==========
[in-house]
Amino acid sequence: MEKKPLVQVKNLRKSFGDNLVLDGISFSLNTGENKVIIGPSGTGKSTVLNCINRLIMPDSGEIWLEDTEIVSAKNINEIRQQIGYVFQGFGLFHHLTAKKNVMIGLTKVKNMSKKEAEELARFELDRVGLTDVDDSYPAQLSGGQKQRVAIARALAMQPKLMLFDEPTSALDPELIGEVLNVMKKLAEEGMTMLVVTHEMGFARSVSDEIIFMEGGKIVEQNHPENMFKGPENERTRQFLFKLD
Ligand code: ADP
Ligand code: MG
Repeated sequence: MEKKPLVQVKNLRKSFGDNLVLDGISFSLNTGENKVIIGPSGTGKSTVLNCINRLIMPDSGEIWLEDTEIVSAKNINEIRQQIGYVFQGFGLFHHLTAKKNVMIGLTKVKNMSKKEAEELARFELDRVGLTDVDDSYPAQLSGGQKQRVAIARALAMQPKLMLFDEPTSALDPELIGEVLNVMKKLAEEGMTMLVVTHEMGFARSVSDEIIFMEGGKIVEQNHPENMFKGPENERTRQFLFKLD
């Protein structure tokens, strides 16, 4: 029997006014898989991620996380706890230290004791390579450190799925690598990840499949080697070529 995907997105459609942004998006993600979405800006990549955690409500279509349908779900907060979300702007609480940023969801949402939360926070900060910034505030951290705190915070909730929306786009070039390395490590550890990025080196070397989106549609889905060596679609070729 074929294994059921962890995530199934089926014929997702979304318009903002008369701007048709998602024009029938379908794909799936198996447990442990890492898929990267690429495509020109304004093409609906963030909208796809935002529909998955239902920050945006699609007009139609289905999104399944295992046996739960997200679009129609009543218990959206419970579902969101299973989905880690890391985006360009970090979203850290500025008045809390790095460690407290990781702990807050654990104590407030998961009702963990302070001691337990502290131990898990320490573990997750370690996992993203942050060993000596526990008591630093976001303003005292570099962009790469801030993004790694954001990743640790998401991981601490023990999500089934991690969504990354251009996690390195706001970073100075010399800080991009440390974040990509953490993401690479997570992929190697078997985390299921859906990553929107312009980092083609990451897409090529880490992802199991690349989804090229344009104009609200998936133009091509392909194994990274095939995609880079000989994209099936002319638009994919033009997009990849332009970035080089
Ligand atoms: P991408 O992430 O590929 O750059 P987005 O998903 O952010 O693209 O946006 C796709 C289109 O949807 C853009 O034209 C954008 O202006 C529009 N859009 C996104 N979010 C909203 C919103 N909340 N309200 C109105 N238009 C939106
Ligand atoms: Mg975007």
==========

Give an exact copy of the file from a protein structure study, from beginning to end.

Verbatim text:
[in-house]
Amino acid sequence: MEKKPLVQVKNLRKSFGDNLVLDGISFSLNTGENKVIIGPSGTGKSTVLNCINRLIMPDSGEIWLEDTEIVSAKNINEIRQQIGYVFQGFGLFHHLTAKKNVMIGLTKVKNMSKKEAEELARFELDRVGLTDVDDSYPAQLSGGQKQRVAIARALAMQPKLMLFDEPTSALDPELIGEVLNVMKKLAEEGMTMLVVTHEMGFARSVSDEIIFMEGGKIVEQNHPENMFKGPENERTRQFLFKLD
Ligand code: ADP
Ligand code: MG
Repeated sequence: MEKKPLVQVKNLRKSFGDNLVLDGISFSLNTGENKVIIGPSGTGKSTVLNCINRLIMPDSGEIWLEDTEIVSAKNINEIRQQIGYVFQGFGLFHHLTAKKNVMIGLTKVKNMSKKEAEELARFELDRVGLTDVDDSYPAQLSGGQKQRVAIARALAMQPKLMLFDEPTSALDPELIGEVLNVMKKLAEEGMTMLVVTHEMGFARSVSDEIIFMEGGKIVEQNHPENMFKGPENERTRQFLFKLD
């Protein structure tokens, strides 16, 4: 029997006014898989991620996380706890230290004791390579450190799925690598990840499949080697070529 995907997105459609942004998006993600979405800006990549955690409500279509349908779900907060979300702007609480940023969801949402939360926070900060910034505030951290705190915070909730929306786009070039390395490590550890990025080196070397989106549609889905060596679609070729 074929294994059921962890995530199934089926014929997702979304318009903002008369701007048709998602024009029938379908794909799936198996447990442990890492898929990267690429495509020109304004093409609906963030909208796809935002529909998955239902920050945006699609007009139609289905999104399944295992046996739960997200679009129609009543218990959206419970579902969101299973989905880690890391985006360009970090979203850290500025008045809390790095460690407290990781702990807050654990104590407030998961009702963990302070001691337990502290131990898990320490573990997750370690996992993203942050060993000596526990008591630093976001303003005292570099962009790469801030993004790694954001990743640790998401991981601490023990999500089934991690969504990354251009996690390195706001970073100075010399800080991009440390974040990509953490993401690479997570992929190697078997985390299921859906990553929107312009980092083609990451897409090529880490992802199991690349989804090229344009104009609200998936133009091509392909194994990274095939995609880079000989994209099936002319638009994919033009997009990849332009970035080089
Ligand atoms: P991408 O992430 O590929 O750059 P987005 O998903 O952010 O693209 O946006 C796709 C289109 O949807 C853009 O034209 C954008 O202006 C529009 N859009 C996104 N979010 C909203 C919103 N909340 N309200 C109105 N238009 C939106
Ligand atoms: Mg975007």